Saturday, July 28, 2012

Tonight's Sky: Astronomical Events August 2012

Backyard stargazers get a monthly guide to the northern hemisphere's skywatching events with "Tonight's Sky." In August, we have two full moons in one month, a great look at the Ring Nebula, and the Perseid meteor shower.

"Tonight's Sky" is produced by, online home of the Hubble Space Telescope. This is a recurring show, and you can find more episodes — and other astronomy videos — at

Evening Planets
In the evening twilight, Saturn and Mars form a lovely trio with the bright star Spica as they dip toward the western horizon. Aim a telescope at the planets to reveal their stunning features.

Morning Planets
During the middle of the month, three planets grace the morning sky just before sunrise. Mercury hovers just above the eastern horizon. Gaze upward to see Venus and Jupiter. While Mercury can be a challenge to find, Venus and Jupiter will be easy to spot throughout the month.

Constellations and Deep-Sky Objects
Stargazing on a hot August night reveals a multitude of wonders in the summer night sky.

Lyra, the Small Harp, lies high in the late evening sky. Its main star is the great Vega, one of the brightest in the sky.

Look for Lyra by locating Vega and then the parallelogram of stars nearby.

Epsilon Lyrae, the bright star near Vega, is actually a wonderful quadruple-star system, known as the Double-Double. 

In the parallelogram of Lyra lies the dramatic Ring Nebula. It is an expanding shell of glowing gas expelled by the dying star at its center.

The great constellation Cygnus, the Swan, flies high through the August night.

Using bright Vega as your guide star, look for the cross just to the east. Cygnus is also known as the Northern Cross.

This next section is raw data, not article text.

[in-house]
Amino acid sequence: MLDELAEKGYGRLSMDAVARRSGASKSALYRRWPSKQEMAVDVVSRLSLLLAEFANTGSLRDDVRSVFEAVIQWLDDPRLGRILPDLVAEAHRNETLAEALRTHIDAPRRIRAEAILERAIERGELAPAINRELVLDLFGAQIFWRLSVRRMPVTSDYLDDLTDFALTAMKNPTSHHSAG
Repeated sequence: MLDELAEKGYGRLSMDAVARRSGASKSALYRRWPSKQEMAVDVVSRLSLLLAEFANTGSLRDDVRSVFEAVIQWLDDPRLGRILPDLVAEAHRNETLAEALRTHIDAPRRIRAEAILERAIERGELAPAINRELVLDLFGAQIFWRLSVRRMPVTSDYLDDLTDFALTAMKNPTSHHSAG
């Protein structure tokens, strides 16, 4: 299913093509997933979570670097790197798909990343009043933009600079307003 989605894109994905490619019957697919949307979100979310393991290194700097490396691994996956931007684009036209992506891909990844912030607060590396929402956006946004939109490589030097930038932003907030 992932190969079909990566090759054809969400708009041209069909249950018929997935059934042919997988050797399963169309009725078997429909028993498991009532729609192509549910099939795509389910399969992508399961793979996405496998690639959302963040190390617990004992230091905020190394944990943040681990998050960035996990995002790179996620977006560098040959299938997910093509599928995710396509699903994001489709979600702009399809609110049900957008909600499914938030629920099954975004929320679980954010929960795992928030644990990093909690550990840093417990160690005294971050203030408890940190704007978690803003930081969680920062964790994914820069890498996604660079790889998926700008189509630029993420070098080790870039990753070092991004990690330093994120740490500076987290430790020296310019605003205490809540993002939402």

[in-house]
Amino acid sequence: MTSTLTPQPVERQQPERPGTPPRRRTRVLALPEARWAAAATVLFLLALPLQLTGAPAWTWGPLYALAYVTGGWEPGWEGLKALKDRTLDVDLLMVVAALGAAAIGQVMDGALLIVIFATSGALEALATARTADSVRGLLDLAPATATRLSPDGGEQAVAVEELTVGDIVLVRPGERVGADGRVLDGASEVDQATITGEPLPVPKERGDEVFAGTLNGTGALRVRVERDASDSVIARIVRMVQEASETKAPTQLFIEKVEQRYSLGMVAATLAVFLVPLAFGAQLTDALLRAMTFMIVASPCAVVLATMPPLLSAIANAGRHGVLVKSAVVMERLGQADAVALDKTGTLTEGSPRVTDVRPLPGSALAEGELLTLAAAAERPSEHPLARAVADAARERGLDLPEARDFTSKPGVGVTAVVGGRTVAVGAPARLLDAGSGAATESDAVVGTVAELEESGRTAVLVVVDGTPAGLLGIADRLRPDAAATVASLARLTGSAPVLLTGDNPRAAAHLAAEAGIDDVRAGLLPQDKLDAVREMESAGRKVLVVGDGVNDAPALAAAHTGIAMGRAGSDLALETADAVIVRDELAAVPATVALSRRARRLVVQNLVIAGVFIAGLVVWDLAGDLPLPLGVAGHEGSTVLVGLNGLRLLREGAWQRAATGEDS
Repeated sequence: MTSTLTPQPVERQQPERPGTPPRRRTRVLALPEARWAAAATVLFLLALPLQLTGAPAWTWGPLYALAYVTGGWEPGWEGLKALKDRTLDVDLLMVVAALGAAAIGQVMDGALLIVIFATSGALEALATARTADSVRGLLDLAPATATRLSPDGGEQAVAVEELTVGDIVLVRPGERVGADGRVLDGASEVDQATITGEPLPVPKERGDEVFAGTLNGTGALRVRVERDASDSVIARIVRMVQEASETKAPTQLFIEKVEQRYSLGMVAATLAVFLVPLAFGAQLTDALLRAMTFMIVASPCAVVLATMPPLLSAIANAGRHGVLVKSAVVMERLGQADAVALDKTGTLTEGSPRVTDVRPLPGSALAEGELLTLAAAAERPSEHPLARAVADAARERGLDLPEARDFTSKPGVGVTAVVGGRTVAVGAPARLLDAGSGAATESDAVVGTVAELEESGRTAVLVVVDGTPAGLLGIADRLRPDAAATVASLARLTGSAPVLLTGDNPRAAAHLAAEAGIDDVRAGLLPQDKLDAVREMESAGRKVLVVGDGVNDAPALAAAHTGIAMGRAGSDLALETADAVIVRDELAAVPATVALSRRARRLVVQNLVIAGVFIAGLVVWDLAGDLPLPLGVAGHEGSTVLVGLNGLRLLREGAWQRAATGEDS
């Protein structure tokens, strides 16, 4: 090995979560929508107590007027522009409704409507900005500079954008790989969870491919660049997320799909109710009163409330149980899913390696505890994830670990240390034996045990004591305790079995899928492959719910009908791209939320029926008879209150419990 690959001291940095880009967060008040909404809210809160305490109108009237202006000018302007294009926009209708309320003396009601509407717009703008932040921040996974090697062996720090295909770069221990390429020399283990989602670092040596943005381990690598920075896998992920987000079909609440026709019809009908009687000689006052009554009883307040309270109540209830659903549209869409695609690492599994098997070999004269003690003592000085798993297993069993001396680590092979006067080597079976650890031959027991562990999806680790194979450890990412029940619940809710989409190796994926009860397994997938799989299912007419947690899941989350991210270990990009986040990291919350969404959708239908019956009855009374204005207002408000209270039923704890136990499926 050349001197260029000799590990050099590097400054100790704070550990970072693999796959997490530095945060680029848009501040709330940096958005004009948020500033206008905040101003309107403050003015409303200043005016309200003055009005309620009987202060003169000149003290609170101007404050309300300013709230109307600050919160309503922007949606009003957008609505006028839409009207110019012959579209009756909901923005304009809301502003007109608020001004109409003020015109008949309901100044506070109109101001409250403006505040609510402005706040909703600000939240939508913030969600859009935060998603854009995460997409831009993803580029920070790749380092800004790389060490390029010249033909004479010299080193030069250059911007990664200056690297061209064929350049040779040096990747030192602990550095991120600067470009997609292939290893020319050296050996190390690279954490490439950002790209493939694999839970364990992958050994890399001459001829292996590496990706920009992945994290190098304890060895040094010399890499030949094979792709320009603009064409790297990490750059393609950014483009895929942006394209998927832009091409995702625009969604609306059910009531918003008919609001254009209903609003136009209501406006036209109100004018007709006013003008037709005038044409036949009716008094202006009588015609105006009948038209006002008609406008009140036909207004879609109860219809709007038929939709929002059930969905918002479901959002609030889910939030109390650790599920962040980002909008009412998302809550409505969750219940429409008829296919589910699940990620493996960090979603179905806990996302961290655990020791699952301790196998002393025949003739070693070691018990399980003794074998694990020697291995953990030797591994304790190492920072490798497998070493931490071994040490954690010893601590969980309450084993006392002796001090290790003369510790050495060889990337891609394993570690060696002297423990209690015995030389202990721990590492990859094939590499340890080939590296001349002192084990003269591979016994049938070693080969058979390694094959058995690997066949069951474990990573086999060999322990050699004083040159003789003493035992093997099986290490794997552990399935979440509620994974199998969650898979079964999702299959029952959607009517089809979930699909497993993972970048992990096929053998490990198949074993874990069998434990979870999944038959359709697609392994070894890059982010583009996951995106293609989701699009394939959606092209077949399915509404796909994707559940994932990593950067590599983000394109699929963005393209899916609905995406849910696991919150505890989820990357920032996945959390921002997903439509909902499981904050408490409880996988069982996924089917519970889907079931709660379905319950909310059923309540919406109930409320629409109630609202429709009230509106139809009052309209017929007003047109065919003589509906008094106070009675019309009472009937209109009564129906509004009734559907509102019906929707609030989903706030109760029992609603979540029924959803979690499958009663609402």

Albireo, at the head of the Swan, is a showpiece for small telescopes. This spectacular pair of stars features contrasting colors of sapphire and golden topaz.

Deneb, the Swan’s tail, is a supergiant star. If Deneb replaced the Sun in the center of our solar system, it would engulf Mercury and Venus.

On a clear night, hazy patches of nebulae can be seen by casually panning across the Cygnus area with binoculars.

The most prominent is the North America Nebula, an area of gas and dust illuminated by the nearby, brilliant star Deneb.

Cygnus also hosts several clusters of stars. The easiest to find are M29 and M39.

M29 is found near the center of the Northern Cross. When viewed in a small telescope, it resembles a small square.

Best seen in binoculars, M39 is a loosely bound cluster of about 30 stars, just to the north of Deneb.

Just south of Cygnus lies the small constellation Vulpecula, the Little Fox, first charted by Polish astronomer Johannes Hevelius in the 17th century.

Vulpecula hosts the Dumbbell Nebula, which can be seen as a faint smudge in binoculars. A small telescope reveals its double-lobed shape.

Aquila, the Eagle, was known to the ancient Greeks as the great bird of Zeus. 

Altair, the brightest star in Aquila, is only 16 light-years from Earth.

The bright stars of the summer night sky, Vega, Altair, and Deneb, make up the Summer Triangle.

The Perseid meteor shower is an always-anticipated feature of the August night  sky. Look for meteors during the early morning hours of August 12th and 13th. These streaks of light are tiny bits of a comet burning up as they enter Earth’s atmosphere. The cometary debris trail, through which Earth passes once a year, was left behind by Comet Swift-Tuttle during its many visits to the inner solar system.

Visit Tonight's Sky on HubbleSite.

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